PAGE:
A U.S. agency has modified its own ruling, freeing Rambus to collect royalties for past uses of its memory chip technology despite charges that the company holds a monopoly in the industry, the company said Monday.
Rambus applauded the ruling, but said it still planned to appeal the remainder of the U.S. Federal Trade Commission (FTC)'s February decree. The FTC had originally ruled that Rambus would have to license its DRAM (dynamic RAM) chips to other vendors, and established strict caps on the amount of royalty fees Rambus could charge chip manufacturers.
On Monday, FTC regulators backed off that decision, agreeing to stay certain aspects of the ruling as long as Rambus filed for review in an appeals court. The decision will now affect only "forward-looking" business, so Rambus may collect standard royalties for past uses of its technology, and may keep similar royalty payments it has already collected, according to a statement by company spokesman Tom Lavelle, senior vice president and general counsel for Rambus.
The FTC did not return calls for comment, and did not have information on the stay posted on its Web site.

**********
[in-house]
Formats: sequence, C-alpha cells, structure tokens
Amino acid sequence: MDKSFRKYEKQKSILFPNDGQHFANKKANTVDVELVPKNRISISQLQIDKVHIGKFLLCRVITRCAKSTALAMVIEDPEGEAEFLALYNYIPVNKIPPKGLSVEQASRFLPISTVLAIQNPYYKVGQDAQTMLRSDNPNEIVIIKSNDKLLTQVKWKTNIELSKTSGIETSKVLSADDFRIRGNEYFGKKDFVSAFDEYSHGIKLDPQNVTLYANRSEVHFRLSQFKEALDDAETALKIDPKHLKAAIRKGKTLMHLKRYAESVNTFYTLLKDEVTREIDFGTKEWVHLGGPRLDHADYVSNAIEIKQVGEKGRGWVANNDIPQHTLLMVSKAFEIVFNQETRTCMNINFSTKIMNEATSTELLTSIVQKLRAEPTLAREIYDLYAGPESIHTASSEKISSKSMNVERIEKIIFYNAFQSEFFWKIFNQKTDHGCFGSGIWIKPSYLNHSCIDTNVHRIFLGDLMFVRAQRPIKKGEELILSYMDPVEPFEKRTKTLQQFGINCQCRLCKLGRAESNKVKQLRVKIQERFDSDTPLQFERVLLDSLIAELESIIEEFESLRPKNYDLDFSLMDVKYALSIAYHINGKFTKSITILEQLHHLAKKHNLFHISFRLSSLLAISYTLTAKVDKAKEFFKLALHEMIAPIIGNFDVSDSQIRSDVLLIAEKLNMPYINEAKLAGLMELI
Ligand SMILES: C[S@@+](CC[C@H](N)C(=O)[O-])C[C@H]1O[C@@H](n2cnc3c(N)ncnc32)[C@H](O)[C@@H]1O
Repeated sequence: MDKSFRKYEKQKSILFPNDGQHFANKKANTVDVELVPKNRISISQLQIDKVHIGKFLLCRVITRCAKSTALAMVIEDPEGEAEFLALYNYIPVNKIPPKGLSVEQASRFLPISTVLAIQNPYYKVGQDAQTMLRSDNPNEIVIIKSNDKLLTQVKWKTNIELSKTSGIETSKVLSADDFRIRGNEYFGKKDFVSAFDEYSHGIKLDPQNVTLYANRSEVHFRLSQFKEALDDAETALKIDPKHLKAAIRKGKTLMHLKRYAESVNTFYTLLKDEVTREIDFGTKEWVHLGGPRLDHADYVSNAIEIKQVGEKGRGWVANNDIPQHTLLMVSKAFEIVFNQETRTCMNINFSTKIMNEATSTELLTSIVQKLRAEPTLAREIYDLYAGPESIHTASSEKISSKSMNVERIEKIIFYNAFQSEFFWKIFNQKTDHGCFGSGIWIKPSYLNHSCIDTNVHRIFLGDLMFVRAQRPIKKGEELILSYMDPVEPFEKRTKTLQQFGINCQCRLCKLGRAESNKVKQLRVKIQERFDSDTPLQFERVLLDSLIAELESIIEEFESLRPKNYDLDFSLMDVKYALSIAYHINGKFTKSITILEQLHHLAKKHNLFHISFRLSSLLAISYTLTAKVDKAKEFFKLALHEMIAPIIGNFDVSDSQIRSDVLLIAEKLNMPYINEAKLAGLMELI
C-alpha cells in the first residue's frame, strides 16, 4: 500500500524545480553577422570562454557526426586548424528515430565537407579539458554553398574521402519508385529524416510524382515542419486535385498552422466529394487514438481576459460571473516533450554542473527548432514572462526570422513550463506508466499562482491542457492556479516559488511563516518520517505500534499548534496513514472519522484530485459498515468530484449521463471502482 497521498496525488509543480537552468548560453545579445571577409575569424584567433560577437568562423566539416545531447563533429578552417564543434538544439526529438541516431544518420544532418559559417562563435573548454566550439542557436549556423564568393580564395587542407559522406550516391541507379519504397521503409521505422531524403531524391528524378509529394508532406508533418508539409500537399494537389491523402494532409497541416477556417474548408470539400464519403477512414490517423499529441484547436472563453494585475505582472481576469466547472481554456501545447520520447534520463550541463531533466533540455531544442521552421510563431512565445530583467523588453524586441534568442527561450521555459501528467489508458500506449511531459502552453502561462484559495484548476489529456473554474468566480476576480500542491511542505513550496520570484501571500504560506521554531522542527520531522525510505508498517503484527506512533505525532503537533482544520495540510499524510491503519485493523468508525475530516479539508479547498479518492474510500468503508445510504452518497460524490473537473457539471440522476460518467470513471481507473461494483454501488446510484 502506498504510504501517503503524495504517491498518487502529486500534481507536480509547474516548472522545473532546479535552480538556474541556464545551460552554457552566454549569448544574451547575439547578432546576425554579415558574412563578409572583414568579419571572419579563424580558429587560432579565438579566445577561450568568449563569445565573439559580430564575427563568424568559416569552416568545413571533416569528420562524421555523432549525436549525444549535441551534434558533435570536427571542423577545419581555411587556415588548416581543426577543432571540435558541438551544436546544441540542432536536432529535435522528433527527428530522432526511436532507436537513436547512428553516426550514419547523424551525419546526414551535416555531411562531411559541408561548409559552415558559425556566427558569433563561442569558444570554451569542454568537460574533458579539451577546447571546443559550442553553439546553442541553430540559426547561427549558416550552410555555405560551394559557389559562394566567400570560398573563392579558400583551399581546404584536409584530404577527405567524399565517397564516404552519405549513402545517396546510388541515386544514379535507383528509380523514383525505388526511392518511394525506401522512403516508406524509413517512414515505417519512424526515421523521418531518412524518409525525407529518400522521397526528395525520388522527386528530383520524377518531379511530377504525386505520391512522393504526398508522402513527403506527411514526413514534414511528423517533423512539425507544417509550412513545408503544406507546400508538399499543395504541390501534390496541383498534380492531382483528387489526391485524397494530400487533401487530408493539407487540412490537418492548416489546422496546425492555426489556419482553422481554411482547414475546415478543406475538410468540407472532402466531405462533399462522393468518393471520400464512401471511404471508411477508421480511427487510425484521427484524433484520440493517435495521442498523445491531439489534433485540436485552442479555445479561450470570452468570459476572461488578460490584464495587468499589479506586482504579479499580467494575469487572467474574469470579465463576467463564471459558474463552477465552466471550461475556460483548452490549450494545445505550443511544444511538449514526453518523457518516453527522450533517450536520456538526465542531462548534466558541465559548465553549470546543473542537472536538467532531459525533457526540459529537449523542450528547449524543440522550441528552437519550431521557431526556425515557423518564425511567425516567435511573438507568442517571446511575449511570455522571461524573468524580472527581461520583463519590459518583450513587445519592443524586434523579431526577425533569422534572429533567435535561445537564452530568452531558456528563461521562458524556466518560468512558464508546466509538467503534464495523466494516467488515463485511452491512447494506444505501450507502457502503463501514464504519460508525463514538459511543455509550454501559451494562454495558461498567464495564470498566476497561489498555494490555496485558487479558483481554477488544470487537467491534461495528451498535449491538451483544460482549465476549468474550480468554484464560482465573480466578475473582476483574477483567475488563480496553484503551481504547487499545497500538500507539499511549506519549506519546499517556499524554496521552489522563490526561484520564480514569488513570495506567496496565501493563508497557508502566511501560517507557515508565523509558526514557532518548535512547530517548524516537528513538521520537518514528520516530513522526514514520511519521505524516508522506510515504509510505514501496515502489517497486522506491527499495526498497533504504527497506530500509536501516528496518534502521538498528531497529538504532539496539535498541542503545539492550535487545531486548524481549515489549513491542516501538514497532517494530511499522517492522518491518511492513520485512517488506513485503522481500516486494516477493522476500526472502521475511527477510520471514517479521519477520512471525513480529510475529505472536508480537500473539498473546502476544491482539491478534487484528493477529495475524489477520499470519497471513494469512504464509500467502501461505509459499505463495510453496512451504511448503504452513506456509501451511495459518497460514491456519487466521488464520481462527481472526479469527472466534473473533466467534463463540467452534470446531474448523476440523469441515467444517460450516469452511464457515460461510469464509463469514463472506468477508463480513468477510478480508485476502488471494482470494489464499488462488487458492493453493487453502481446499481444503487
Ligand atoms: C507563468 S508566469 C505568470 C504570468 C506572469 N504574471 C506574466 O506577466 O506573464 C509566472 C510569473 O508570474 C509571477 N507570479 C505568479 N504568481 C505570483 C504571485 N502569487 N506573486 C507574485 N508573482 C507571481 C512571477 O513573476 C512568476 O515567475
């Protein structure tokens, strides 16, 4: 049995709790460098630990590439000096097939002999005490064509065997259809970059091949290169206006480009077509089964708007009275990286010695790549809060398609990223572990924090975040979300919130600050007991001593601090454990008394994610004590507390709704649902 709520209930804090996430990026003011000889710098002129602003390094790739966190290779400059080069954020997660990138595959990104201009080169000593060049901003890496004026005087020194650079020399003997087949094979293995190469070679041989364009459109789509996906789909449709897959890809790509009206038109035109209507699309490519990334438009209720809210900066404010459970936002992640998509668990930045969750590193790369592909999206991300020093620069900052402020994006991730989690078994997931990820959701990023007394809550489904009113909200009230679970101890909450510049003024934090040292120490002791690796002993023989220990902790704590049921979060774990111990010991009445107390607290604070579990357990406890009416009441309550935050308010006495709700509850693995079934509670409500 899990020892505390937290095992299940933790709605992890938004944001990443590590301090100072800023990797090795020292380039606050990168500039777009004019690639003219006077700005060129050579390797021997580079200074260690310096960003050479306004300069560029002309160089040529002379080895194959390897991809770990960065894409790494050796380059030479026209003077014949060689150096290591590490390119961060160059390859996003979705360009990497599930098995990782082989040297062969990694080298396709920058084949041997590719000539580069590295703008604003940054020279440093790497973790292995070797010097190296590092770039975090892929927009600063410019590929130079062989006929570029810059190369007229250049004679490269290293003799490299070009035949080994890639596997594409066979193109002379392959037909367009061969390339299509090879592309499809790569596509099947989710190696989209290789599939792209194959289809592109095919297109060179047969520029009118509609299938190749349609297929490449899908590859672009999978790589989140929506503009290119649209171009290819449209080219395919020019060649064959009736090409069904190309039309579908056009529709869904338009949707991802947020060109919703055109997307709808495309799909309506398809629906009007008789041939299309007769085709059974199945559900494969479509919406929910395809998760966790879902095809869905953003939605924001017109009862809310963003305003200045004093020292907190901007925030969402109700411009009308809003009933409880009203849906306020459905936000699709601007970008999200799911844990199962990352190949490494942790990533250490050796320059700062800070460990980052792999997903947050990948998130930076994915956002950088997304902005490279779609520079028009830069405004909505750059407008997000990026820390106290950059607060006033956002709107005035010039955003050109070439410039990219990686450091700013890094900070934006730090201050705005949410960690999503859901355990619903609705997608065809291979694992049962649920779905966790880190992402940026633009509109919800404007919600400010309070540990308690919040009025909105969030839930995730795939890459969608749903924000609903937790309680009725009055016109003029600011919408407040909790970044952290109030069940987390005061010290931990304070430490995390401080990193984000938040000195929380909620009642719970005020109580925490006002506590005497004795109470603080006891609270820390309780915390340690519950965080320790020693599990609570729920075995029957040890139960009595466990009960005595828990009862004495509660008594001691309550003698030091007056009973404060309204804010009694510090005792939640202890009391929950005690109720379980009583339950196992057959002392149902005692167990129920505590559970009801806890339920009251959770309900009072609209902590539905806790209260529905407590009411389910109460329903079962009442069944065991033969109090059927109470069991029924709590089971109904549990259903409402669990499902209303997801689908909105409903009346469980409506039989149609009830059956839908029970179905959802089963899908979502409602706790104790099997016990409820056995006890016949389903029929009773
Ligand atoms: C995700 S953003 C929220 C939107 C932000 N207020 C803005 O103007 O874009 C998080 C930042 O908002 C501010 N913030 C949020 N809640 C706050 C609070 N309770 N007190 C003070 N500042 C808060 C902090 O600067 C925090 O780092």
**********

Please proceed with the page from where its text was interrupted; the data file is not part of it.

The change came shortly before a 60-day countdown expired. Without the stay, on April 2 Rambus would have had to limit its sales royalties to 0.25 percent for SDRAM (synchronous DRAM) products, 0.5 percent for DDR (double data rate) SDRAM products, 0.5 percent for SDRAM memory controllers and 1.0 percent for DDR SDRAM memory controllers. The decision did not cover DDR2 SDRAM or other post-DDR standards set by the Joint Electron Device Engineering Council (JEDEC).
The case against Rambus began in June 2002, when the FTC alleged that Rambus had convinced industry groups to declare a standard technology for the memory used in PCs, servers, printers and cameras without admitting that it owned the patents to those technologies.